Screening for cancer in patients with unprovoked venous thromboembolism: protocol for a systematic review and individual patient data meta-analysis
van Es N (1), Le Gal G (2,3), Otten HM (4), Robin P (5), Piccioli A (6), Lécumberri R (7), Jara-Palomares L (8), Religa P (9,10), Rieu V (11), Rondina MT (12), Beckers MM (13), Prandoni P (6), Salaun PY (5), Nisio MD (1,14), Bossuyt PM (15), Büller HR (1), Carrier M (2).
(1) Department of Vascular Medicine, Academic Medical Center, Amsterdam, The Netherlands.
(2) Department of Medicine, Ottawa Hospital Research Institute, Ottawa, Canada.
(3) Département de Médecine Interne et Pneumologie, Centre Hospitalo-Universitaire de Brest, Université de Bretagne Occidentale, Brest, France.
(4) Department of Internal Medicine, Slotervaartziekenhuis, Amsterdam, The Netherlands.
(5) Service de Médecine Nucléaire, Centre Hospitalo-Universitaire de Brest, Université de Bretagne Occidentale, Brest, France.
(6) Departments of Cardiovascular Sciences and Medicine, University Hospital of Padua, Padua, Italy.
(7) Hematology Service, Clinica Universidad de Navarra, Pamplona, Spain.
(8) Medical Surgical Unit of Respiratory Diseases. Instituto de Biomedicina de Sevilla (IBiS), Centro de Investigación Biomédica en Red de Enfermedades Respiratorias (CIBERES), Sevilla, Spain.
(9) Department of Medicine, Karolinska Institutet, Stockholm, Sweden.
(10) Department of Medicine, Warsaw Medical University, Warsaw, Poland.
(11) Department of Internal Medicine, CHU Estaing, Clermont-Ferrand, France.
(12) Division of General Internal Medicine, University of Utah, Salt Lake City, Utah, USA.
(13) Department of Hematology, University Hospital Leuven, Leuven, Belgium.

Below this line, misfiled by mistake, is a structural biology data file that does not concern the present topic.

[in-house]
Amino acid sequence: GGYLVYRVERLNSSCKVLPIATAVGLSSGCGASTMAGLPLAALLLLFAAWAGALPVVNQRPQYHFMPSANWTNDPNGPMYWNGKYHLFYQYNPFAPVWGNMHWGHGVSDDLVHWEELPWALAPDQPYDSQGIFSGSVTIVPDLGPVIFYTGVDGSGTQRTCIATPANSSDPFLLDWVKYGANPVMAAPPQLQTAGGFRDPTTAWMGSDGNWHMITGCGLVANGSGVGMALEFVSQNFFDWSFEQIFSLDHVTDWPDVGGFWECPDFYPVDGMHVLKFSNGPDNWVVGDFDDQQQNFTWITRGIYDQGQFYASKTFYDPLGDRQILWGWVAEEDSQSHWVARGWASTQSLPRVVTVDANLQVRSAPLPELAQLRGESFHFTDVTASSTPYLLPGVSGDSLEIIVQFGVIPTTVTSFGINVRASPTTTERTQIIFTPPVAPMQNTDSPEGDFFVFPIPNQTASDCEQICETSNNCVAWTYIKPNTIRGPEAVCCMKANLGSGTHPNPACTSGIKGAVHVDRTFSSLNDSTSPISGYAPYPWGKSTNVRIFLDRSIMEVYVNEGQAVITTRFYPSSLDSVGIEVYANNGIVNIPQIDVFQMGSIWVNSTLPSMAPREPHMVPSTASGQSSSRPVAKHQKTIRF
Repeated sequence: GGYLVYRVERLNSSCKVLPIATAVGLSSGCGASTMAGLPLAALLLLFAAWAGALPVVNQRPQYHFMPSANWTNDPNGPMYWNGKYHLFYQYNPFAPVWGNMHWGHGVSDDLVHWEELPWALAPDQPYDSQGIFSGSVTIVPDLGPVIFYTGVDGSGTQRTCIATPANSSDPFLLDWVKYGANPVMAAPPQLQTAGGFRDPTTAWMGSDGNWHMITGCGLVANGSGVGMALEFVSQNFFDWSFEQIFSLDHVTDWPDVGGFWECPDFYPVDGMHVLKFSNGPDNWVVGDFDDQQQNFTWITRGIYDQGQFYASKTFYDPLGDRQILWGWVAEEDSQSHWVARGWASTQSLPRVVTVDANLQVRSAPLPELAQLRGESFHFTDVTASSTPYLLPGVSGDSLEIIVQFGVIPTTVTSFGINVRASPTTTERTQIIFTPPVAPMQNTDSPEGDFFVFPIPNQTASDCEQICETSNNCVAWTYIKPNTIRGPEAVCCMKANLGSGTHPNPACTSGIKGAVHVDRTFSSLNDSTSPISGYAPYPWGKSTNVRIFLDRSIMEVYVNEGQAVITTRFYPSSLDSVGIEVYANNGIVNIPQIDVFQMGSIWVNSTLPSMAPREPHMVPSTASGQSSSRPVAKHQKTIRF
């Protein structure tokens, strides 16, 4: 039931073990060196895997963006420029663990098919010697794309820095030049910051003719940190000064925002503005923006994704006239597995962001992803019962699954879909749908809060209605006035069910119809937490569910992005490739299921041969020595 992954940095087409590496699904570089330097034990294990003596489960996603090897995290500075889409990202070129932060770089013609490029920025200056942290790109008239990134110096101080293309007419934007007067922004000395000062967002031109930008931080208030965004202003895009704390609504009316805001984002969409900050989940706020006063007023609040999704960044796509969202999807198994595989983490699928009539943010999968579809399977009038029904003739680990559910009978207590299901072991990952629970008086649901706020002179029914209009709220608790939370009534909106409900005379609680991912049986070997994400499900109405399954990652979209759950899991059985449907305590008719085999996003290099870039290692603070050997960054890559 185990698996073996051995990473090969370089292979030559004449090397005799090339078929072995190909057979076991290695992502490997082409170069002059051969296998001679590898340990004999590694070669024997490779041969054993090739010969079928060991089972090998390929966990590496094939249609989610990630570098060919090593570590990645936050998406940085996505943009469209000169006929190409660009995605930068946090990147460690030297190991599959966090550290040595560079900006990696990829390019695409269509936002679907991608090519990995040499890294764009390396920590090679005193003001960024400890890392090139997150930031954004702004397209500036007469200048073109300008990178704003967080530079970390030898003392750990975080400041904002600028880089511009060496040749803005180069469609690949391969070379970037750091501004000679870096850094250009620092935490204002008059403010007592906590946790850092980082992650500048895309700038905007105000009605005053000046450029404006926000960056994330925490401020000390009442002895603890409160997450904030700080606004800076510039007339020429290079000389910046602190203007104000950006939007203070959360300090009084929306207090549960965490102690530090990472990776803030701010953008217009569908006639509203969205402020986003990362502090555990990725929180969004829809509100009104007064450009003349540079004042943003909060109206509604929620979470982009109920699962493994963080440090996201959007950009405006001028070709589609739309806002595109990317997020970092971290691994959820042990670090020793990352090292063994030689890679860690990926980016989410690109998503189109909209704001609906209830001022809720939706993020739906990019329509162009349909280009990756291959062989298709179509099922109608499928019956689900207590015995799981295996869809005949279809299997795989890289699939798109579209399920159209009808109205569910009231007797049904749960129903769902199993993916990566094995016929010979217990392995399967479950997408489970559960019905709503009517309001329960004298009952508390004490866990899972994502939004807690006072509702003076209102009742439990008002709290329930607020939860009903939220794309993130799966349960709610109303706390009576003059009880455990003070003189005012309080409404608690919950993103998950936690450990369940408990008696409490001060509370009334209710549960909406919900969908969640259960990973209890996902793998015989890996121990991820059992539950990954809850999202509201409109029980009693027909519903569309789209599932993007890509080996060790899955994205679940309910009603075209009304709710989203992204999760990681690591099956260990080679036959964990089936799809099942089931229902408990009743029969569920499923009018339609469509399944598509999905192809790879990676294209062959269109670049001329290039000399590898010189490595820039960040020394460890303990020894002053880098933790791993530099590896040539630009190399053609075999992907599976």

(14) Dipartimento di Medicina e Scienze dell Invecchiamento, Università 'Gabriele d'Annunzio', Chieti-Pescara, Italy.
(15) Department of Clinical Epidemiology, Biostatistics, and Bioinformatics, Academic Medical Center, Amsterdam, The Netherlands.
Occult cancer is present in 4%-9% of patients with unprovoked venous thromboembolism (VTE). Screening for cancer may be considered in these patients, with the aim to diagnose cancers in an early, potentially curable stage. Information is needed about the risk of occult cancer, overall and in specific subgroups, additional risk factors and on the performance of different screening strategies.
METHODS AND ANALYSIS:
MEDLINE, Embase and CENTRAL databases were searched from November 2007 to January 2016 for prospective studies that had evaluated protocol-mandated screening for cancer in patients with unprovoked VTE and with at least 12 months' follow-up.
Two reviewers independently assessed articles for eligibility. Ten eligible studies were identified and individual patient data were obtained from each of them. Study quality was assessed using the Quality Assessment of Diagnostic Accuracy Studies-2 tool .
Generalised linear mixed-effects models was used to calculate estimates in a one-stage meta-analytic approach, overall and in a number of subgroups, including patients undergoing limited screening only, elderly patients, patients with previous VTE, smokers and patients using oestrogens.
ETHICS AND DISSEMINATION:
Ethical approval is not required for this systematic review and individual patient data meta-analysis. Findings have been submitted for publication in peer-reviewed journals and presentations at national and international conferences to provide clinicians and other decision-makers with valid and precise risk estimates of occult cancer, overall and in specific clinical subgroups, with risk factors for occult cancer, with estimates of the diagnostic performance of limited screening and with an exploration of the benefit of extensive screening strategies.
CITATION BMJ Open. 2017 Jun 10;7(6):e015562. doi: 10.1136/bmjopen-2016-015562.